herbingreensVert Empire is a dignified, elegant dark grey-green.  Lierre Sauvage is a bright leaf green, a cheerful color that can pop out on the page.  While Vert Empire and Lierre Sauvage do well in finer nibbed pens, Vert Olive requires a wide nibbed pen for you to see the nuance in color.  Some people may have difficulty reading it on certain colors of paper.  It looks more like olive oil rather than the green olive itself. While I don’t plan to use it for letter-writing, I am comfortable using it as a journalling ink (with my Pelikan M215 B nib).  Something about the color refreshes me, I really bought it as a novelty.  One day I might try mixing it with some Lie de The to achieve a slightly darker olive tone.  I’ll update this blog when that’s successful.

I’ll do another blog entry on the rest of my inks later, next would most likely be a comparison of purples and red-pinks (Violette Pensee, Larmes de Cassis and Rouge Opera).

J. Herbin inks are available in the Philippines at Scribe Writing Essentials (3/F, Eastwood Mall, Libis, Quezon City) and the Scribe stall inside Powerbooks in Greenbelt 3, Makati.  They come in 30ml “demi-courtine” bottles, at PhP 495 each.  Pricey, compared to the ubiquitous Parker and Waterman inks, but the range of colors is worth it.

I’m not affiliated with Scribe, am just a happy customer.


Platinum Japan is coming out with a line of fountain pen inks that can be mixed with each other to produce other colors.  There are 9 basic colors:  a black, 2 blues, a purple, a pink, a red, a brown, a yellow and a green.  The picture above shows you the many possible combinations.  Alas, I can’t read the information on the Platinum website, which is in Japanese.  According to the Fountain Pen Network forums, the inks haven’t reached interntaional distributors yet.  The inks are supposed to be waterfast.  (Comparable Japanese ink lines are the Pilot Iroshizuku series or the Sailor seasonal inks, only these inks are specialty colors not meant for mixing.)

Maybe one day soon one of my more intrepid friends will not be able to resist and may come up with at least 4 of the 9 basic Platinum Mix Free inks (CMYK, anyone?).  The ability to mix new colors would be such fun.

[Note:  Where to get fountain pen ink in Manila:  National Book Store branches have the ubiquitous Parker, Waterman and Cross inks.  The Montblanc boutiques, of course, sell their own ink. Scribe Writing Essentials in Eastwood City has the French J. Herbin inks and the German Pelikan Edelstein line.  My fellow fountain pen lovers and I have a few inks from these sources, but have also tried eBay, online shopping or asking friends travelling abroad to buy other well-known brands for us.  I am not affiliated to these outlets, but mention them as a guide for the interested.]


Based on VegasPens’ (Darlene) question on Twitter:  “What kinds of inks do you like to mix together?”  Mabeloos asked me to combine my ink mixes in one post for her reference.  Actually some of these I learned from The Fountain Pen Network, some via trial and error:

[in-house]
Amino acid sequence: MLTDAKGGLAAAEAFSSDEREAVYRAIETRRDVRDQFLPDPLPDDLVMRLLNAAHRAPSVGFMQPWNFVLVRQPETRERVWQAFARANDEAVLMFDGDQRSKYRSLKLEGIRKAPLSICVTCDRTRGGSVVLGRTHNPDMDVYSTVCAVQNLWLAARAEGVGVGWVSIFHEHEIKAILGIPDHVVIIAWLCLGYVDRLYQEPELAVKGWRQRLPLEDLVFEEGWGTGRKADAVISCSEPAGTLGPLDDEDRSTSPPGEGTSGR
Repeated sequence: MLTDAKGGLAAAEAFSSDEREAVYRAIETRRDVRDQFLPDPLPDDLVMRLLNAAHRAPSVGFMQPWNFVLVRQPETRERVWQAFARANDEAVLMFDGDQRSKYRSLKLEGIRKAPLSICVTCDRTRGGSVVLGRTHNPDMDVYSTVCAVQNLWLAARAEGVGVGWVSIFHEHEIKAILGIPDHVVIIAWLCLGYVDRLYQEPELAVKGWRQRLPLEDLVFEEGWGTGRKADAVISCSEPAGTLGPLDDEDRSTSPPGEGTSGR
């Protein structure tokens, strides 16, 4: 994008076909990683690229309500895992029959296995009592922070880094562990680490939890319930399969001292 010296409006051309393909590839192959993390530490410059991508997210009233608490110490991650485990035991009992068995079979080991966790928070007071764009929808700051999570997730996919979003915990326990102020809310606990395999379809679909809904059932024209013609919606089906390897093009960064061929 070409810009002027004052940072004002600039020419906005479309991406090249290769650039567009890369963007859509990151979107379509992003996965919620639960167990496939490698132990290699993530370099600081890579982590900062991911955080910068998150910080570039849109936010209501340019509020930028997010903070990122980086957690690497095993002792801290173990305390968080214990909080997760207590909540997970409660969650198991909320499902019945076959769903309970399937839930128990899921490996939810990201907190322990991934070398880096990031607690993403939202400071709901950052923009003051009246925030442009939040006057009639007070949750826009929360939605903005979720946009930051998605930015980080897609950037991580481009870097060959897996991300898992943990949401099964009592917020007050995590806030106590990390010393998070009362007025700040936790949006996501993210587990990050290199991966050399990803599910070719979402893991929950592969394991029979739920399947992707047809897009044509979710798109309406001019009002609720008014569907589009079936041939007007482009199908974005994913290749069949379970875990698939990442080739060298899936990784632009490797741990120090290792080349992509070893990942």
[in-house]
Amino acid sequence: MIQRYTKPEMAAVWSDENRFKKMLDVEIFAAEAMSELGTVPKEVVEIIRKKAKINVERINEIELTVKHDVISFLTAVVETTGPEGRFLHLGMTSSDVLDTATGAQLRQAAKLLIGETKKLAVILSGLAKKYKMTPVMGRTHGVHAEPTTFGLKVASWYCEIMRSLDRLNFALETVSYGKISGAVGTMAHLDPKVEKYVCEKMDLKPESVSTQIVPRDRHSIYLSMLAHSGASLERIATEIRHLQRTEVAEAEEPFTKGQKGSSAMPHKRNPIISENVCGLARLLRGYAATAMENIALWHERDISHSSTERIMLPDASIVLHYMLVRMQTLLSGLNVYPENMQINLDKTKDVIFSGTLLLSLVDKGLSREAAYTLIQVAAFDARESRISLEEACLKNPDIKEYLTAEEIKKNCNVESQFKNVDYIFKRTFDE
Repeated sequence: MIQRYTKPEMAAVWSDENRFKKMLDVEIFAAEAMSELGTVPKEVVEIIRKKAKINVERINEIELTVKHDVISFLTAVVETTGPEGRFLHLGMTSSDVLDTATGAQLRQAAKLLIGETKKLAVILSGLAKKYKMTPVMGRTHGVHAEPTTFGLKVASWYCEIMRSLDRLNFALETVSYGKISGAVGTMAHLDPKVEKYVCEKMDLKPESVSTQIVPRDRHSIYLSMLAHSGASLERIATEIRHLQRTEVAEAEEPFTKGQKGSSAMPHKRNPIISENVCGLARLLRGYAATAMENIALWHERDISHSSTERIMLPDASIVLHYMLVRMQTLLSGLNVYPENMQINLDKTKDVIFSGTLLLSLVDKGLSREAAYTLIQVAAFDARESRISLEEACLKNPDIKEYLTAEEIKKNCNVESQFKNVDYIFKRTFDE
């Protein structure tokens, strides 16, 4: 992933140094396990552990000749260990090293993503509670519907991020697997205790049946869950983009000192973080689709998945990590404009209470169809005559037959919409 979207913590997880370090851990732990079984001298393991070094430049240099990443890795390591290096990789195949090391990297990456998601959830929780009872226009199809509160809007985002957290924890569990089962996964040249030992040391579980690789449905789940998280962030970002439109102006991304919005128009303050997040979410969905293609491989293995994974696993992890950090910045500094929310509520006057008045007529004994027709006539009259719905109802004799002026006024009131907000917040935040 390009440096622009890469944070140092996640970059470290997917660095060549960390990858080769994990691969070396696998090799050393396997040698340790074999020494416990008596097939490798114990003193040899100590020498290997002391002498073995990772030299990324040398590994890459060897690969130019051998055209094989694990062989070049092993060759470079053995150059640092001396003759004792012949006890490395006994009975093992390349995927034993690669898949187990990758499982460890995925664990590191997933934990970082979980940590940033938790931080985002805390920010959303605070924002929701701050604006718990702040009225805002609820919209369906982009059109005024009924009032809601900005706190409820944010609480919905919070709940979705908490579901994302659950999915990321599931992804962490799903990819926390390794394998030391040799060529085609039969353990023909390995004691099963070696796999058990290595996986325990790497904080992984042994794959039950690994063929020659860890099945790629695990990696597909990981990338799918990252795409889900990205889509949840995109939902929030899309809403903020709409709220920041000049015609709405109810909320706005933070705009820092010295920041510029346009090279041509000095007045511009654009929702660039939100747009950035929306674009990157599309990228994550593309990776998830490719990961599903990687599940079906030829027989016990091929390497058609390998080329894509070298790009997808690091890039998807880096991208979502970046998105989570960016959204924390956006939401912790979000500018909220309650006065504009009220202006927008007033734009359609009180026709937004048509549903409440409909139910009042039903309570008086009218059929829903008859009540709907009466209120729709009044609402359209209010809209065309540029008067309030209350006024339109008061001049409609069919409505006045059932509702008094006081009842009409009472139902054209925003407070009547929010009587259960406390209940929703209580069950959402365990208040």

5:1 Parker Quink Blue to Parker Quink Black make a great Blue-Black that doesn’t turn teal.

3:1 Parker Quink Green to Waterman Havana Brown was inspired by Herbin’s Lie de The.  If you don’t like “muddy” old-fashioned colors, this might not be for you.

3:1 Rotring Brilliant Red to Rotring Brilliant Blue make something not quite purple but lovely and retro-looking when used in a Pelikan.

3:1 Parker Quink Green to Parker Quink Black to make something close to Herbin’s Vert Empire or Noodler’s Zhivago.  You can add more black by the drops to your preference.

2:1 Parker Quink Blue to Waterman Purple to “tame” the purple.

3: 1: 1/2  Rotring Brilliant Red to Waterman Purple to Parker Quink Black/Waterman Black.  You can try using a brighter red, like Waterman or Parker Red, and it will come out looking like what I’d call Roasted Cranberry.  Without the black, I call it Alugbati, which is the purplish berry of a Philippine leafy vegetable we used to wear as “play lipstick” when we were little kids.

Please use a syringe, and write each recipe down in your notebook with a writing sample as soon as you get the color you like.  Please do not mix alkaline inks with other inks, and most of all, please do not mix iron gall inks with other inks.  Please do not make any quantity larger than 3ml so that when you get tired of it you can recreate the color without wasting ink.

To refill empty cartridges, use the syringe and reseal with a drop of hot glue from a glue gun.  Try not to make too many cartridge refills since they do eventually evaporate.  Always put in ziploc bags when storing in your handbag to avoid staining your other items.

Of course I always write this advice down but I never seem to make the writing samples with the reviews and the q-tip swabs and the F/M/B comparisons because I prefer to write snail mail and other longer things.

I hope this has been useful!